Fans of unusual engineering works thrill to tales of the spiral escalator which was found, derelict and broken, at the foot of what is now the liftshaft of Holloway Road Piccadilly Line station. This post tells the story so far.
During April’s London Transport Museum Depot Open Day – one of the capital’s best transporty days out, I sought out the remains of the escalator again, and it’s obvious that some diligent assembly work has taken place. You can now get a clearer idea what it would have looked like and just what an unusual construction it would have been. Some pictures below:
Just after I posted this I spoke to Tim Shields, a Curator at the Museum who is in charge of making more of this and other large objects at the Acton Depot. He told me:
In short, I am working on a new museum ‘revisiting collections’ initiative, which aims to capture and promote the ideas, stories and developments behind key engineering objects now in storage at Acton. – (The Edwardian spiral escalator being one of those selected.) It is envisaged that the project will achieve these aims by improving the conservation, labelling and interpretative display of such items.
A careful start was made in November on piecing together what remains of this rather perplexing and unique jigsaw puzzle. To start the first phase of work, a clearer understanding was needed of the volume of material in our care. To do this, we temporarily assembled as much of the spiral structure using wooden pallets and blocks.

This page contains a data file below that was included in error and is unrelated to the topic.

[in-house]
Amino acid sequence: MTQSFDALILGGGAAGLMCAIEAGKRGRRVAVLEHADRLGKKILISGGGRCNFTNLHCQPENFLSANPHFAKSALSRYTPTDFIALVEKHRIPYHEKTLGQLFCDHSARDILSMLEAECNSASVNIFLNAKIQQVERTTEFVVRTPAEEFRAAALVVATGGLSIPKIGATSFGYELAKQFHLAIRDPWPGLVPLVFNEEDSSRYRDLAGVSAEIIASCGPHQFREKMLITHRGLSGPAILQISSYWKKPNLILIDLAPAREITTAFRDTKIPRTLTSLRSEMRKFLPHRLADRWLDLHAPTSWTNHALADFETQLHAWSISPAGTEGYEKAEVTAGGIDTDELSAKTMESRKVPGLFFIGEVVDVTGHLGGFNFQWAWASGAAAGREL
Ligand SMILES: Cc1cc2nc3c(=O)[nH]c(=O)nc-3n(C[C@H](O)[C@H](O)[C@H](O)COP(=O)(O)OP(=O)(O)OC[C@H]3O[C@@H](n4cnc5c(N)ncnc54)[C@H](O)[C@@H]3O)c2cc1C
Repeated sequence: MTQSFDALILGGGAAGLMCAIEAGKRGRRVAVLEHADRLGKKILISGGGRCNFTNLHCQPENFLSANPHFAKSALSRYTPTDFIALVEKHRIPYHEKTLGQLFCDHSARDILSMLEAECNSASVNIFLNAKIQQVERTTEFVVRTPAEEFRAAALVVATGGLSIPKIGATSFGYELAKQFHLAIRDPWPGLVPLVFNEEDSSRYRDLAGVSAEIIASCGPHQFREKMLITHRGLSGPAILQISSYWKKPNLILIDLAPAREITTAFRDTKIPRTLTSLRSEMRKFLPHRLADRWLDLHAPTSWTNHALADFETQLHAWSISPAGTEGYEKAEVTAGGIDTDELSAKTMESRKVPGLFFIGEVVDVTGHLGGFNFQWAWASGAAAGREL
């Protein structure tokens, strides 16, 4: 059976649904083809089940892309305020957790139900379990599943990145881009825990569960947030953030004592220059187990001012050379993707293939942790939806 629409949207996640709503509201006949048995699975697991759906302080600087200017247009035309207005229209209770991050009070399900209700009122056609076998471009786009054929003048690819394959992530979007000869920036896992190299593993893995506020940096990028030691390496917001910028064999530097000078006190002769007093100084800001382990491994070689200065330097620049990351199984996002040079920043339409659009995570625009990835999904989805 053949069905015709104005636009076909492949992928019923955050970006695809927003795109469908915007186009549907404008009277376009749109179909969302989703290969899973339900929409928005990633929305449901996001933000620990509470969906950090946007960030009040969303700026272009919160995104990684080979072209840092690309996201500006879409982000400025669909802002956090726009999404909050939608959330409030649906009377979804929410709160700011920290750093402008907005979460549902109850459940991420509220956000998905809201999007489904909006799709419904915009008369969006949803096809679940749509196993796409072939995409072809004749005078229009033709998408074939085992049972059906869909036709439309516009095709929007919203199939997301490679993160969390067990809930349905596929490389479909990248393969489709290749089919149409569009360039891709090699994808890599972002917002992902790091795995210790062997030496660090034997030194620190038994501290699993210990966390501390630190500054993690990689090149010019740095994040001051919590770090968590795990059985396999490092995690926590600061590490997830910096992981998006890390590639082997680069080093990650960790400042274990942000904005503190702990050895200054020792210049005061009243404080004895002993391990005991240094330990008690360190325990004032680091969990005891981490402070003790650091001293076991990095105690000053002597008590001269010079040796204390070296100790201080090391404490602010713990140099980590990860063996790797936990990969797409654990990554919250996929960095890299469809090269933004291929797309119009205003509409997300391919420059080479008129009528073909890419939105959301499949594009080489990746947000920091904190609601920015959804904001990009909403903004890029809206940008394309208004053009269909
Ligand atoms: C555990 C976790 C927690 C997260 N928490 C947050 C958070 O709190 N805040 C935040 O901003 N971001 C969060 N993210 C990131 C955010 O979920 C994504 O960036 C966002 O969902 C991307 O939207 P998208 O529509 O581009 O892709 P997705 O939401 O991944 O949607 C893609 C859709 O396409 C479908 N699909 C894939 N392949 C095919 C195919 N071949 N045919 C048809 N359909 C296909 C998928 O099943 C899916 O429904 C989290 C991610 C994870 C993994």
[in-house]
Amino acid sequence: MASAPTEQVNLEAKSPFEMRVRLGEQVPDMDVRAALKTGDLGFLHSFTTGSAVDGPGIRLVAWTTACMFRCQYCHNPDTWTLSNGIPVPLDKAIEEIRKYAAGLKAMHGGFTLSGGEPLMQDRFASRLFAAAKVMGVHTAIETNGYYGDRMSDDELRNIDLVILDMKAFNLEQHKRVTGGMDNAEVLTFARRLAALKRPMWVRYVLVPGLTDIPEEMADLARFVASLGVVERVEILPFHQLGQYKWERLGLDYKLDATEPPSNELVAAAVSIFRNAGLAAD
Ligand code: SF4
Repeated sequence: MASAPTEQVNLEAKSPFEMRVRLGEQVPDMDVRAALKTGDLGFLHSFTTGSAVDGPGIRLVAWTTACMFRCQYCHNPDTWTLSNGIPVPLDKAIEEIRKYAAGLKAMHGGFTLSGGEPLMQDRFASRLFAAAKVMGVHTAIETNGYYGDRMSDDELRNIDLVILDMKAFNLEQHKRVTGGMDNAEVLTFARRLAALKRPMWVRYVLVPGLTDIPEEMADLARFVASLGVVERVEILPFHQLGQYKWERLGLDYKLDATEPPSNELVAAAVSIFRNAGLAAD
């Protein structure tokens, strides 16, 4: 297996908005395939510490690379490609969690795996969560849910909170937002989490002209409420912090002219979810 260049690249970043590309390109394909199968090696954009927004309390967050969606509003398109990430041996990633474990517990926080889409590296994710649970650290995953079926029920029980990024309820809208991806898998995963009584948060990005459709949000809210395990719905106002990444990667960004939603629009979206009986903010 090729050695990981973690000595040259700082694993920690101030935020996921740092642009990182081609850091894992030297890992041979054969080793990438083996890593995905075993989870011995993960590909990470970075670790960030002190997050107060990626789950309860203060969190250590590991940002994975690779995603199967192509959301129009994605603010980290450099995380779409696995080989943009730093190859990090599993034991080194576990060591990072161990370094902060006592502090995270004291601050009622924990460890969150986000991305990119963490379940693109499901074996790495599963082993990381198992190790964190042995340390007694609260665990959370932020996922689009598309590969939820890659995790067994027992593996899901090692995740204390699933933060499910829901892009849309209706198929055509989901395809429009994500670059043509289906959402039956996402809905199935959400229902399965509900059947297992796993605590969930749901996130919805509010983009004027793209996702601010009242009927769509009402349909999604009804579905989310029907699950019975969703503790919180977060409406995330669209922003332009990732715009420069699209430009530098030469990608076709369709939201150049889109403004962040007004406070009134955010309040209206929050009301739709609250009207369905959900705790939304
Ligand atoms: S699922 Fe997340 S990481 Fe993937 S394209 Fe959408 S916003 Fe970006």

Following on from this, three corresponding sections (offering best display value) were selected for further inspection and conservation. – Its interesting to note that on closer examination of the drive chain mechanism, a large number of track runner bearings were found to be in very good condition, many containing original grease over 100 years old!
Throughout January the metalwork (including exterior framework and chain guide channel) was stripped, cleaned and treated with a conservation grade preservative.
Planning is in progress to commission the construction of a specifically designed base, which will support the permanent display of several reassembled parts. Scheduled to be completed by summer 2010, it will enable a large (4 meter length) section of spiral escalator to be displayed at the correct incline, allowing visitors to gain a better understanding of how it possibly once worked.
When complete, the top will look most complete, and the spiral escalator will be stripped away towards the bottom.
Tim also filled in a few blanks in my knowledge. He said that what records existed suggested that it was successfully built, and used in a test phase for one day but never saw public use, eventually falling out of favour and into disrepair.
As you can see from Tim’s quotes above, over the next few months the reconstruction outlined above will be taking place, so by the time of the next Acton Open Day there should be plenty of interest.
Big thanks to Tim for taking the time and trouble to call.
Also in Acton in April modellers came up with some seriously impressive creation. This fictitious incarnation of an Abbey Road station includes some hairy miniature Beatles strolling across the famous zebra crossing.
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